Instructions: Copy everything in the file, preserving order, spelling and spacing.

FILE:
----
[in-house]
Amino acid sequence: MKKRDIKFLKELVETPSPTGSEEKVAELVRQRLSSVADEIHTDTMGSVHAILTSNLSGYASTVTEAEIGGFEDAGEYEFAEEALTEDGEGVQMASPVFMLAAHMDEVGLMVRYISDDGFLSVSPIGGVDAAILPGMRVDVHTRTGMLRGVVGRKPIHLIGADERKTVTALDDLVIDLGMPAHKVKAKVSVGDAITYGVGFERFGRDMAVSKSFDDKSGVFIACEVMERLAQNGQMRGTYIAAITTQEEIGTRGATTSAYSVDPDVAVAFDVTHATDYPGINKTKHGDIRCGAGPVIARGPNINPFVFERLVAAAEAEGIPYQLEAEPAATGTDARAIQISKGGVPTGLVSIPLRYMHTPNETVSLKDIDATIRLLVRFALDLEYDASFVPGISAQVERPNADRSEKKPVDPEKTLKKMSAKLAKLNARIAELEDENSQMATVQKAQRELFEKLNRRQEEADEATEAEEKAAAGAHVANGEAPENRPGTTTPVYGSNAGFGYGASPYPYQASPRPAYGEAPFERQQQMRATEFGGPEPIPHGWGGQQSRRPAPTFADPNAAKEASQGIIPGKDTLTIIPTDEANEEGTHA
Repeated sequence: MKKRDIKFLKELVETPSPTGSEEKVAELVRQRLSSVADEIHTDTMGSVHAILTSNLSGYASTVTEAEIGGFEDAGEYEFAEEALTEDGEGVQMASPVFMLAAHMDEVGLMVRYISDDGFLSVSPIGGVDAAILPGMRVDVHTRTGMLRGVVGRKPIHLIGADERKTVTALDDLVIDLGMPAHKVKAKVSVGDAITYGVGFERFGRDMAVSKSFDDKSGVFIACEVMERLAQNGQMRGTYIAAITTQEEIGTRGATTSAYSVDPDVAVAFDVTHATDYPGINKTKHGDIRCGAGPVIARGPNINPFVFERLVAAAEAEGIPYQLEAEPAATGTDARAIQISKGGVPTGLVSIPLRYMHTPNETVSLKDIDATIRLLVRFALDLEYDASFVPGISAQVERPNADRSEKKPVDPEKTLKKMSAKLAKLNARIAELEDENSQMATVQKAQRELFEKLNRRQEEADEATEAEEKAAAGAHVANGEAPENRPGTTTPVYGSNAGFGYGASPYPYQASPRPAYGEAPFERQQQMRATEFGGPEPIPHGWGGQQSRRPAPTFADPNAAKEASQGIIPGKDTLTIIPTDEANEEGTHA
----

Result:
[in-house]
Amino acid sequence: MKKRDIKFLKELVETPSPTGSEEKVAELVRQRLSSVADEIHTDTMGSVHAILTSNLSGYASTVTEAEIGGFEDAGEYEFAEEALTEDGEGVQMASPVFMLAAHMDEVGLMVRYISDDGFLSVSPIGGVDAAILPGMRVDVHTRTGMLRGVVGRKPIHLIGADERKTVTALDDLVIDLGMPAHKVKAKVSVGDAITYGVGFERFGRDMAVSKSFDDKSGVFIACEVMERLAQNGQMRGTYIAAITTQEEIGTRGATTSAYSVDPDVAVAFDVTHATDYPGINKTKHGDIRCGAGPVIARGPNINPFVFERLVAAAEAEGIPYQLEAEPAATGTDARAIQISKGGVPTGLVSIPLRYMHTPNETVSLKDIDATIRLLVRFALDLEYDASFVPGISAQVERPNADRSEKKPVDPEKTLKKMSAKLAKLNARIAELEDENSQMATVQKAQRELFEKLNRRQEEADEATEAEEKAAAGAHVANGEAPENRPGTTTPVYGSNAGFGYGASPYPYQASPRPAYGEAPFERQQQMRATEFGGPEPIPHGWGGQQSRRPAPTFADPNAAKEASQGIIPGKDTLTIIPTDEANEEGTHA
Repeated sequence: MKKRDIKFLKELVETPSPTGSEEKVAELVRQRLSSVADEIHTDTMGSVHAILTSNLSGYASTVTEAEIGGFEDAGEYEFAEEALTEDGEGVQMASPVFMLAAHMDEVGLMVRYISDDGFLSVSPIGGVDAAILPGMRVDVHTRTGMLRGVVGRKPIHLIGADERKTVTALDDLVIDLGMPAHKVKAKVSVGDAITYGVGFERFGRDMAVSKSFDDKSGVFIACEVMERLAQNGQMRGTYIAAITTQEEIGTRGATTSAYSVDPDVAVAFDVTHATDYPGINKTKHGDIRCGAGPVIARGPNINPFVFERLVAAAEAEGIPYQLEAEPAATGTDARAIQISKGGVPTGLVSIPLRYMHTPNETVSLKDIDATIRLLVRFALDLEYDASFVPGISAQVERPNADRSEKKPVDPEKTLKKMSAKLAKLNARIAELEDENSQMATVQKAQRELFEKLNRRQEEADEATEAEEKAAAGAHVANGEAPENRPGTTTPVYGSNAGFGYGASPYPYQASPRPAYGEAPFERQQQMRATEFGGPEPIPHGWGGQQSRRPAPTFADPNAAKEASQGIIPGKDTLTIIPTDEANEEGTHA